Le Monde: Central African Republic says abuses have been perpetrated by rebels, but also by its own army and allied Russian instructors

When the UN report was published, the Central African government considered these accusations to be “mere denunciations”.

Le Monde – October 01, 2021

Original article

Six months after the release of an UN report accusing Russian mercenaries of abuses in CAR, the government acknowledged part of the facts on Friday through the voice of its Minister of Justice, Arnaud Djoubaye Abazène. The latter claimed that the crimes and acts of torture had been “mostly” committed by rebels – with Central African soldiers and their “Russian instructors” only coming in second place.

“Out of 103 occurrences of human rights and humanitarian law violations” recorded by UN experts, “23 are not proven,” the justice minister said. “Most of it is attributable to CPC rebels,”[Coalition of Patriots for Change] according to the minister, who assured that some “will be tried for engaging in war crimes and crimes against humanity”.

Those attributable to the Central African Armed Forces (FACA) and the internal security forces “are already being prosecuted” so in order to bring their perpetrators “before the courts”.

“Some are attributable to Russian instructors who operate in support of the FACA,” but also to “support forces” such as the MINUSCA (the UN peacekeeping mission) and other contingents of African soldiers. “The states supplying these troops, once seized, must organize hearings by their military courts,” continued the minister, referring to the recent repatriation of Gabonese soldiers by the UN following suspicions of sexual abuse.

Two UN reports

When the UN report was published, the Central African government considered these accusations to be “mere denunciations”. Last March, the human rights division of MINUSCA, the United Nations Mission in the Central African Republic, noted that 85% of these abuses were attributable to armed groups, but “state agents and their allies” have also reportedly killed, tortured and ill-treated civilians arbitrarily, and carried out arbitrary arrests.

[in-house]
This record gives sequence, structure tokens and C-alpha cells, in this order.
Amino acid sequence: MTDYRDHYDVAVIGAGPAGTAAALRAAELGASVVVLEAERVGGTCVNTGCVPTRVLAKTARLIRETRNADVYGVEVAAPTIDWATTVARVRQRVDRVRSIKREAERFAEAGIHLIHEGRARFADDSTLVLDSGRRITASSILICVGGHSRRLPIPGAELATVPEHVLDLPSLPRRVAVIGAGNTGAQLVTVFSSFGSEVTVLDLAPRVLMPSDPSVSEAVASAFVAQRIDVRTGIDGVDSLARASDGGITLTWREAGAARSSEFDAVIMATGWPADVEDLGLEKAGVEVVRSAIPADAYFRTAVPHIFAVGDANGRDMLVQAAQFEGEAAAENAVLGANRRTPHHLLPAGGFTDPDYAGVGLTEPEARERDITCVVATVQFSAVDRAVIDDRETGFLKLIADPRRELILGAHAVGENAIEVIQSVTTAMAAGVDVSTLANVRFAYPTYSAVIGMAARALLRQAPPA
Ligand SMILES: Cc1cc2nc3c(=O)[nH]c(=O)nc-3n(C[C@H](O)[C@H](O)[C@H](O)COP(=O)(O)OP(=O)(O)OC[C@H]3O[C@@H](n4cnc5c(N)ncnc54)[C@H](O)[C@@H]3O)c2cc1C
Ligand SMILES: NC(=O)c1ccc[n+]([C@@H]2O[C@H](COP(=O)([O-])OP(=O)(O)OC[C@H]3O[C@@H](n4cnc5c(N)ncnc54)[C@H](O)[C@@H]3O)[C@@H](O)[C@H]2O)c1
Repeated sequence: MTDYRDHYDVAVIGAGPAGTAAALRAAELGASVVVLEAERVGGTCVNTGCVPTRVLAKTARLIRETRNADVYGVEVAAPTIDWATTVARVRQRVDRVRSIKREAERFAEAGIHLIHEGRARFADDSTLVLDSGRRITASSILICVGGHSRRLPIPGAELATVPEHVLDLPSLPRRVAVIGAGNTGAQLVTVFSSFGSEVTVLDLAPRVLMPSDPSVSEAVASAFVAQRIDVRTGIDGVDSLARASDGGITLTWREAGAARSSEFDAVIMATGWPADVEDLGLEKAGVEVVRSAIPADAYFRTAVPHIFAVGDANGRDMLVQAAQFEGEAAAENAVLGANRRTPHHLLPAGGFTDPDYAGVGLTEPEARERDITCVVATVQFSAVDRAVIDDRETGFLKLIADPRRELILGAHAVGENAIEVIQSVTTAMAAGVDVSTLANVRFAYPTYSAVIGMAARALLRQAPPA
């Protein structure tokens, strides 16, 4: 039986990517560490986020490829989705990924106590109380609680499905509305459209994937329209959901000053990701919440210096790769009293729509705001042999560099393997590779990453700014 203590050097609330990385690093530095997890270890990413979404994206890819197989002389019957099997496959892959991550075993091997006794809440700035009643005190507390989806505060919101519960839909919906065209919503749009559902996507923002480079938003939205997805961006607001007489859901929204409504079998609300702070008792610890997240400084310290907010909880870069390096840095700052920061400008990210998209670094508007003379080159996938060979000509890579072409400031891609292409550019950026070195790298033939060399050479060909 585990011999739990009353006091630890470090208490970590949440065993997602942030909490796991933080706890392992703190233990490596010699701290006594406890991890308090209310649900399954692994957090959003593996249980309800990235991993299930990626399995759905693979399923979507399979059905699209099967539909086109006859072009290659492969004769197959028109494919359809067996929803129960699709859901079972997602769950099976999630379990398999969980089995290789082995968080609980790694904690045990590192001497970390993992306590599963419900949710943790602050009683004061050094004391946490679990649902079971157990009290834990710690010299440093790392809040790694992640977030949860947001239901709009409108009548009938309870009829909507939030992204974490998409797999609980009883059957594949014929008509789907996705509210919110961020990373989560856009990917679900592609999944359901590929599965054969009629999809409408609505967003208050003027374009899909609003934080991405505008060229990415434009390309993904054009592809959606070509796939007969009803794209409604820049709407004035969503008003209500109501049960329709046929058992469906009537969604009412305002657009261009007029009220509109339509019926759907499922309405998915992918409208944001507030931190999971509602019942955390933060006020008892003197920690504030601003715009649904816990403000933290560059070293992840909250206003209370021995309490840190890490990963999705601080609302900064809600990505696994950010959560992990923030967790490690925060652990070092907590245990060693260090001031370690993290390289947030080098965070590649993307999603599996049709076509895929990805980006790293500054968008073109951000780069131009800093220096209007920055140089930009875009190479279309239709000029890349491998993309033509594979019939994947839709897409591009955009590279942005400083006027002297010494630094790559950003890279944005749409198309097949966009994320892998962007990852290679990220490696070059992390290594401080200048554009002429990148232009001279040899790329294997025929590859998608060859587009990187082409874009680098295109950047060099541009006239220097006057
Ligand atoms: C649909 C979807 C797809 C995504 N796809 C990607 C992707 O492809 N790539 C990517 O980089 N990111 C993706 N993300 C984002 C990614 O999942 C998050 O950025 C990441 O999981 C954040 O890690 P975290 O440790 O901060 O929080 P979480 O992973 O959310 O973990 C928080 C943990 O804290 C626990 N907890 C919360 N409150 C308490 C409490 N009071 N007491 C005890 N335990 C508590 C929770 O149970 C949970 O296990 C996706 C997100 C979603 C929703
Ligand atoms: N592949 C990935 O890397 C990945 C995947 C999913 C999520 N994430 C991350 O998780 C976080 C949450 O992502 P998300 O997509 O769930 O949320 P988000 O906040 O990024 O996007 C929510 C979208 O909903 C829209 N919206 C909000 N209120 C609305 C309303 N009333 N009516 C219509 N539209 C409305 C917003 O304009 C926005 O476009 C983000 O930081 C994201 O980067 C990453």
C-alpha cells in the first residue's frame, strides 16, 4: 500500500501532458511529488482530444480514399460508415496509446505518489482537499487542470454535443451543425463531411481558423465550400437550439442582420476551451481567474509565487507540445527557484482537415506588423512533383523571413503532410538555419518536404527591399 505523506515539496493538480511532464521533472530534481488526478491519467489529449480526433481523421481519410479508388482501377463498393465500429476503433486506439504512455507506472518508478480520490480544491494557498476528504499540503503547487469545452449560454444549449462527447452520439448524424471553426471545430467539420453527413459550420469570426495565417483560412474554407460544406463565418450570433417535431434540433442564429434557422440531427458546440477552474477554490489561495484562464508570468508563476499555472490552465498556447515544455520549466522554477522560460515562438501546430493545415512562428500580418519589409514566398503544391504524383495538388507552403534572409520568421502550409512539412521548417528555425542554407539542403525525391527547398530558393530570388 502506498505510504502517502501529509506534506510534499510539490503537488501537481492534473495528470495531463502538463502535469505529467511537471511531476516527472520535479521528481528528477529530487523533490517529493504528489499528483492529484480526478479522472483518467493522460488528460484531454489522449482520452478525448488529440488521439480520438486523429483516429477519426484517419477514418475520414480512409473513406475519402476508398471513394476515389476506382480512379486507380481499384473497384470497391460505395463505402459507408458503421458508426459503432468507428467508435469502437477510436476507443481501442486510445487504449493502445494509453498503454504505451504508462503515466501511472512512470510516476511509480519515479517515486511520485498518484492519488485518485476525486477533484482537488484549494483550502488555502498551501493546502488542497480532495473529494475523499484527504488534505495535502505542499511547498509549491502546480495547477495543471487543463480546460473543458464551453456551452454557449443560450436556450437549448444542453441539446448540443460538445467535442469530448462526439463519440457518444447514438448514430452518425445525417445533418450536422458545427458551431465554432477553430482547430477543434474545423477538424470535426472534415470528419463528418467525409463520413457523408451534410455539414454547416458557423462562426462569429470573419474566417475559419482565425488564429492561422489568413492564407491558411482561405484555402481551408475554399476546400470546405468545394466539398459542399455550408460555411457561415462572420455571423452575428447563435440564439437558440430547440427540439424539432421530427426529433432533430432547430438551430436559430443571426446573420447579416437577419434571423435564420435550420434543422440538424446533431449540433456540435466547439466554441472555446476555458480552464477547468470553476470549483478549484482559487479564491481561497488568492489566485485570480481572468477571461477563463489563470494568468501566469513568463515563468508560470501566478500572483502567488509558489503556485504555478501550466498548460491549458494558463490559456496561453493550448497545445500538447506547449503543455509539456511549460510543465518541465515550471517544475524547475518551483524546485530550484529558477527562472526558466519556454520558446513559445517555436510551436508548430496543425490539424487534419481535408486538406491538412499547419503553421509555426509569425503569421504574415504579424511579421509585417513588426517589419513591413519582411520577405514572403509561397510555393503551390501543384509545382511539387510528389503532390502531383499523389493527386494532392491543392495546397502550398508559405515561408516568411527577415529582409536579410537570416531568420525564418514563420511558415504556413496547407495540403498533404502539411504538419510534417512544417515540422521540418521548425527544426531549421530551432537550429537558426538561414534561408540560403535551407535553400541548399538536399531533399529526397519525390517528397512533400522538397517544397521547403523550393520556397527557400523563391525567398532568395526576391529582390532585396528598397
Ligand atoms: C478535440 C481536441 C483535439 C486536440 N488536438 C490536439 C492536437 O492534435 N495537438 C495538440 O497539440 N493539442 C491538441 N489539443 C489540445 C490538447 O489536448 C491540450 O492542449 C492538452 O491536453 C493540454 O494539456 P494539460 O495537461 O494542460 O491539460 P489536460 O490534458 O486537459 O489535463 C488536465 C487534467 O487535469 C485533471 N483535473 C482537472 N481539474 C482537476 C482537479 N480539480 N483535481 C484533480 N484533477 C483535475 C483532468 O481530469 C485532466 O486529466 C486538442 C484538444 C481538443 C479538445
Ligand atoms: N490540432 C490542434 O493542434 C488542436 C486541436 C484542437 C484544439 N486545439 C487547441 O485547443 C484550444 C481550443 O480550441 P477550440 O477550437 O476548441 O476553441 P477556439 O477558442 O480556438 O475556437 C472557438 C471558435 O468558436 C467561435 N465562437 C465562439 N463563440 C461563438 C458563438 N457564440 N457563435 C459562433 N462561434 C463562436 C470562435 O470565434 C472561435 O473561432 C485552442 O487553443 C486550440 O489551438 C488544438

In August, a new UN report recorded “526 cases of violations and abuses of human rights and international humanitarian law across the country” between July 2020 and June 2021 which “resulted in at least 1,221 victims”,including 144 civilians. Among these violations, the UN has documented “summary and extrajudicial executions, acts of torture and ill-treatment, arbitrary arrest and detention, (…)conflict-related sexual violence and grave violations of children’s rights.” For the UN, the CPC was responsible for more than half of the incidents recorded. The organization had also pointed to the responsibility of the Central African armed forces, as well as their allies, “the Russian military instructors”, “responsible for 46% of confirmed incidents”.

Close to Putin

Since December 2020, Central African forces have been conducting a vast counter-offensive against the CPC rebels, an alliance of rebel groups that is trying to overthrow the regime of Faustin-Archange Touadéra.

Thanks to the reinforcement of Rwandan soldiers and hundreds of Russian paramilitaries, the regular army has managed to retake from the rebels a good part of the two-thirds of the country that they had been controlling for several years.

Moscow officially recognizes the presence of only 1,135 “unarmed instructors,” but NGOs operating on the ground, as well as France and the UN, say some of them are men from Russia’s private security group Wagner. This military company, which operates in Syria, Sudan and Libya, is closely linked to Yevgeny Prigozhin, a Russian oligarch close to Vladimir Putin. Moscow denies any link.

This recognition comes at a time of great tension between Mali and France. Mali, which sees in the reorganization of the French military apparatus in the Sahel a “mid-air abandonment” of its country, does not exclude using the services of the Wagner group. The French army plans a reduction of soldiers in the country, from more than 5,000 currently, to 2,500-3,000 by 2023.

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